The Ultimate Fortune Teller?

Pictured above is a fortune cookie. If you’re in the United States, you’re probably familiar with them; you get them from Chinese restaurants whenever you go there for a meal or order takeout. They’re not very common in the rest of the world, though — some Chinese places in Canada, Mexico, South America, and the UK will have them, but it’s hit or miss. Everywhere else, they’re basically unheard of. If you’re not familiar with them, fortune cookies are crisp, slightly sweet wafers folded into little crescent-shaped pouches. They’re made from flour, sugar, vanilla, and a little bit of sesame oil, and usually aren’t thought of as a culinary delight. What makes them fun is the inedible part — a little piece of paper inside that shares an aphorism, some words of wisdom, or a fortune. Each diner takes a cookie, cracks it open, and reads their fortune, ideally aloud so everyone can share in the experience of thinking about something you weren’t previously thinking about.

But the fun is diminished if two people at the same meal get a repeat. Fortunes are supposed to feel personal, even though we know better. And if you and your friend get the same fortune? That magic disappears. So, to account for this problem, fortune cookie manufacturers must come up with many different fortunes.

And until 2017, the person writing those fortunes was probably a man named Donald Lau.

Lau works for Wonton Food, Inc., the world’s largest manufacturer of fortune cookies. They make approximately 4.5 million such cookies per day, which comes out to about 1.5 billion per year. And that accounts for approximately half of all the fortune cookies baked by all manufacturers in a year, so there’s a 50/50 chance that your fortune cookie is from Wonton Food. That wasn’t always the case, though. Wonton Food makes a lot of other staples found at Chinese restaurants — noodles, crispy noodles, egg roll wrappers, egg roll filling, and bean sprouts. It wasn’t until the mid-1980s that they got into the fortune cookie business; around then, Wonton Food acquired some fortune cookie manufacturers and then scaled up production significantly. And at the time, they didn’t have a Chief Fortune Cookie Writer — so the Chief Financial Officer, Donald Lau, picked up the slack.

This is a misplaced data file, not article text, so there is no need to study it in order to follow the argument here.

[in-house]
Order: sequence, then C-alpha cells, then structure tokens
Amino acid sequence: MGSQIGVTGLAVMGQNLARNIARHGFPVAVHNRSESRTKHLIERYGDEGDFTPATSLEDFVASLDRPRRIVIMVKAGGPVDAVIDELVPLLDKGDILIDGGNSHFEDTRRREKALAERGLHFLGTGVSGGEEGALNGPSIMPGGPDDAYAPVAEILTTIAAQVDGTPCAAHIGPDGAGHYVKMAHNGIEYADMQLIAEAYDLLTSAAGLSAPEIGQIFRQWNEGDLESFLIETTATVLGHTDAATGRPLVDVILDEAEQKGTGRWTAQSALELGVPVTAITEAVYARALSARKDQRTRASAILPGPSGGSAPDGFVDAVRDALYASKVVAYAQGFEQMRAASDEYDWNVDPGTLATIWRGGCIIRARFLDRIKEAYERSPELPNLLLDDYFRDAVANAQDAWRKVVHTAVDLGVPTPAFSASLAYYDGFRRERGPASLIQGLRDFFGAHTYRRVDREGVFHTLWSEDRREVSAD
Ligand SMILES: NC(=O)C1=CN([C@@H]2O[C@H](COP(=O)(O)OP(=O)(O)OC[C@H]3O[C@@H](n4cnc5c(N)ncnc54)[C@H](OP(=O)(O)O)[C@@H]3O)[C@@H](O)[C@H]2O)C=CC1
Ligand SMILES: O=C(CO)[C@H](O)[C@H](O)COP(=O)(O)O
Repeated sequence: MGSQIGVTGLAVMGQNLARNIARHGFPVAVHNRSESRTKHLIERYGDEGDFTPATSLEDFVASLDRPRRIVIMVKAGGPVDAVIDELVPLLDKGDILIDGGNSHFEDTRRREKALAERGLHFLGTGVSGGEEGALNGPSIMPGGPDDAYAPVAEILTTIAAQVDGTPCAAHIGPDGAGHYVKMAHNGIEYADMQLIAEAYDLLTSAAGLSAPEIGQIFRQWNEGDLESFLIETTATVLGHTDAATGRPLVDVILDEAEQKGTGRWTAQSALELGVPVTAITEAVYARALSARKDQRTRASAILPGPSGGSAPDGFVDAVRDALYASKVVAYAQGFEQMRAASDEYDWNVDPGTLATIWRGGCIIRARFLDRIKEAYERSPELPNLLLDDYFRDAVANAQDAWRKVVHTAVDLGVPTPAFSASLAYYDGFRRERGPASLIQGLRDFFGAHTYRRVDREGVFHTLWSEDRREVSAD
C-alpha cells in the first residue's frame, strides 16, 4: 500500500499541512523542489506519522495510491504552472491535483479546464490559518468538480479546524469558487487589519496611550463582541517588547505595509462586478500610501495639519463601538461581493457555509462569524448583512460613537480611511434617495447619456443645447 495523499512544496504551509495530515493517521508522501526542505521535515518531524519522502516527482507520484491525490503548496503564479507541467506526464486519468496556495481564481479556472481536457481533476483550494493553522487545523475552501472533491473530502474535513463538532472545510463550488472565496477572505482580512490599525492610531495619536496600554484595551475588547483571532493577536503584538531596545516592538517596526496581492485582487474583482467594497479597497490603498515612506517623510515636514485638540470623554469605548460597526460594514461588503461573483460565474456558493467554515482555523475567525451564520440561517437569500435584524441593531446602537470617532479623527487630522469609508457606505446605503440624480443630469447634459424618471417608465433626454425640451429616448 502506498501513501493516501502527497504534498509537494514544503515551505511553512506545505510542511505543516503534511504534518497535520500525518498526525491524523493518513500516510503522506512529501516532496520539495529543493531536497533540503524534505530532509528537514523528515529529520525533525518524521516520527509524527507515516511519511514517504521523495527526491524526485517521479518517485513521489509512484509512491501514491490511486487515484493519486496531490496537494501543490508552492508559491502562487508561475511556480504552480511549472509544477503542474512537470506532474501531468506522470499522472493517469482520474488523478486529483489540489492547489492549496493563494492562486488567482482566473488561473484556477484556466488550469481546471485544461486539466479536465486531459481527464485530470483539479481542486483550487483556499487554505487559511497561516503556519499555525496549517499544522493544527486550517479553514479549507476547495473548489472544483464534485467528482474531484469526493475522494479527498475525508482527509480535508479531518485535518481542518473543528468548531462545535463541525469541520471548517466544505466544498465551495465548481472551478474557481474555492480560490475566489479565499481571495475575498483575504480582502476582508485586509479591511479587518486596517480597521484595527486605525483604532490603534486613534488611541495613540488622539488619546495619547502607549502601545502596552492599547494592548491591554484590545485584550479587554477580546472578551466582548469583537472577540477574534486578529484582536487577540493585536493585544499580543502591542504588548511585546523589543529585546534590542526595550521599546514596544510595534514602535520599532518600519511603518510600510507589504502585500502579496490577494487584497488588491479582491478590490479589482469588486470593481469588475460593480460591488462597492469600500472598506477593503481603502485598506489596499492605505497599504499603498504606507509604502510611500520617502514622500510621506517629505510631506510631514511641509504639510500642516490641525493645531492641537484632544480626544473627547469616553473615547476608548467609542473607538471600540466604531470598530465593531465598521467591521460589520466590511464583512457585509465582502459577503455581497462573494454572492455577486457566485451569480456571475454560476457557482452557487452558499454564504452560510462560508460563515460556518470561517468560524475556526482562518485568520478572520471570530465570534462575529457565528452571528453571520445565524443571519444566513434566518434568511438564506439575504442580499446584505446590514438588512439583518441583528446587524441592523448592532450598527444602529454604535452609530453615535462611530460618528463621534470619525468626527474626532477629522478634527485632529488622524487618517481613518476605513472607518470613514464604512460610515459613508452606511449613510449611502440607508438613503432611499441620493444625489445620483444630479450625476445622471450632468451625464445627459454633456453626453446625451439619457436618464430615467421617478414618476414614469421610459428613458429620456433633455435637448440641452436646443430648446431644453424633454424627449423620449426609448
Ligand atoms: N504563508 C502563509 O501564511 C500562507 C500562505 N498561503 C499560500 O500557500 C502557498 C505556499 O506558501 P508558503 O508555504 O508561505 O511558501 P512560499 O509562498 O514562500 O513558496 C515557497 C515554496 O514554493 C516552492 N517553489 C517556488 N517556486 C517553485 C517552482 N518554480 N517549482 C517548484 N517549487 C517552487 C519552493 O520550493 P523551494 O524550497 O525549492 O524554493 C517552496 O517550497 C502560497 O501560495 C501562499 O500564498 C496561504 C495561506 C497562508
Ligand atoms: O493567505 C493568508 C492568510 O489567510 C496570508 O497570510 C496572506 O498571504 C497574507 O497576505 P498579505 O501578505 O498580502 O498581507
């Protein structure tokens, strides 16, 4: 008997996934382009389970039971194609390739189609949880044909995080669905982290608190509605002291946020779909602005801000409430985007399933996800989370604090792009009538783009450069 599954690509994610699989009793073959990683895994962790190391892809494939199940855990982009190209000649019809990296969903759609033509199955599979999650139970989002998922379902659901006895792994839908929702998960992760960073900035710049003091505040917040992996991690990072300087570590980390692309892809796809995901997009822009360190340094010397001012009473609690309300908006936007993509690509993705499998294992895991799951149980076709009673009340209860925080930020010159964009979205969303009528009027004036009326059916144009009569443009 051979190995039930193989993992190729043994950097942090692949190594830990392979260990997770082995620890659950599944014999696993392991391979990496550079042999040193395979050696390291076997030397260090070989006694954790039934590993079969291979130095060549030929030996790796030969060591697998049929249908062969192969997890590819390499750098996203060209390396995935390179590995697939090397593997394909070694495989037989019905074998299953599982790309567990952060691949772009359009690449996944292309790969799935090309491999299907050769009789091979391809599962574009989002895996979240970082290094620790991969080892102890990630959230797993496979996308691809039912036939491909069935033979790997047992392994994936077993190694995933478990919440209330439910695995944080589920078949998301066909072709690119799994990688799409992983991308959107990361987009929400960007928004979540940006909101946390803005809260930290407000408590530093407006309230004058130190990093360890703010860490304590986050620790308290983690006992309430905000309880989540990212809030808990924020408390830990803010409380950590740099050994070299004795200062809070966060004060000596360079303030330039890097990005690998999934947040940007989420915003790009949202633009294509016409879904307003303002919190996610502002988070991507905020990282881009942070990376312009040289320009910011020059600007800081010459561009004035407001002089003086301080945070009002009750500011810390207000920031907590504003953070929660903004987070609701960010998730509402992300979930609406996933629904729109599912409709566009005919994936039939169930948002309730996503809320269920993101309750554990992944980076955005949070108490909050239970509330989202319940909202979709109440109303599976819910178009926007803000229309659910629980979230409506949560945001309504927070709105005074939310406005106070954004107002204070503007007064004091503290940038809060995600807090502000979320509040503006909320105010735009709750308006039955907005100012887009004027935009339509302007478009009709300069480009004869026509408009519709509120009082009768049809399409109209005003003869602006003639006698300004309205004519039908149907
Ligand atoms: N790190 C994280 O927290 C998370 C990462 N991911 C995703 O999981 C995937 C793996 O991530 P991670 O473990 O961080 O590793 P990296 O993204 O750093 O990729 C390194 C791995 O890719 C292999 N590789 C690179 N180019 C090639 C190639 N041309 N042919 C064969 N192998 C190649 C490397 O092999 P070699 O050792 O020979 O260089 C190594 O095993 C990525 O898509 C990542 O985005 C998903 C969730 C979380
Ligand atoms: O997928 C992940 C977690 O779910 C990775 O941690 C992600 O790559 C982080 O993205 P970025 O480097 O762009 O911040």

That’s not an obvious role for a person whose job is to deal with numbers, but sometimes, you have to make do with what you have. According to CNN, “Lau says the job [of writing fortunes, not of managing the finances] was given to him by default because he spoke the best English when the company was founded.” And he turned out to be well-suited to handle the task. Per CNN, Lau “[found] inspiration from all aspects of life, from taking the subway to participating in business meetings,” and for most of his 30-year tenure as a cookie scribe, “Lau used to write two or three axioms a day,” giving credibility to his claim of being “the most read author in the United States”  But in 2016, his output slowed down a lot: citing both writer’s block and the company’s growth — his focus had to shift more to the finances — Lau was only able to crank out two or three new messages per month.

So in 2017, Lau handed the reins to James Wong, an assistant vice president at the company whose other duties, if any, have gone unreported. Today, Wong is the one writing all the messages in those cookies, and it’s hard to fill Lau’s shoes — so hard, in fact, that Wong’s drafts now go through a vetting committee. As Wong told CBC Radio, the trick to writing a good fortune cookie fortune is to make sure you don’t accidentally offend the diner, and sometimes, it’s hard for a solo contributor to make sure there are no oversights. For example, Wong told the CBC, “a middle-aged couple was having dinner before the man was supposed to go off to a business trip, and the fortune that he received was, ‘Romance is in the air for your next trip.’ That definitely was not a good thing.” The couple eventually divorced, and the wife blamed Wonton Food for the irreconcilable differences, to the point where she had her lawyer contact the food manufacturer.

Not all fortune cookies end up in such comedy or tragedy (depending on your point of view). But in any event, breaking up marriages isn’t the goal or hallmark of a good fortune cookie. The simple wisdom behind a fortune cookie is best summed up by Lau himself, who explained it to the New York Post, “when they eat their fortune cookie, I want the customers to open the fortune, read it, maybe laugh, and leave the restaurant happy so that they come back again next week,” 

Bonus fact: When Chinese basketball superstar Yao Ming came to play in the United States for the NBA’s Houston Rockets, teams across the league tried to leverage his star appeal to bring fans to the game — and sometimes, in ways that at best lacked cultural sensitivity. For example, according to ESPN, “the Miami Heat held a Fortune Cookie Night — another Asian stereotype — for Yao’s first trip to Miami in 2002.” That probably was inappropriate, but it’s quite possible Ming had no idea what the promotion was about. Fortune cookies are an American creation of Japanese origin, and as ESPN further notes, “Yao had never seen a fortune cookie in China.” 

From the Archives: The Luckiest Dessert in History: The fortune cookies that made a lot of people a little rich — and set off a bunch of fraud alerts.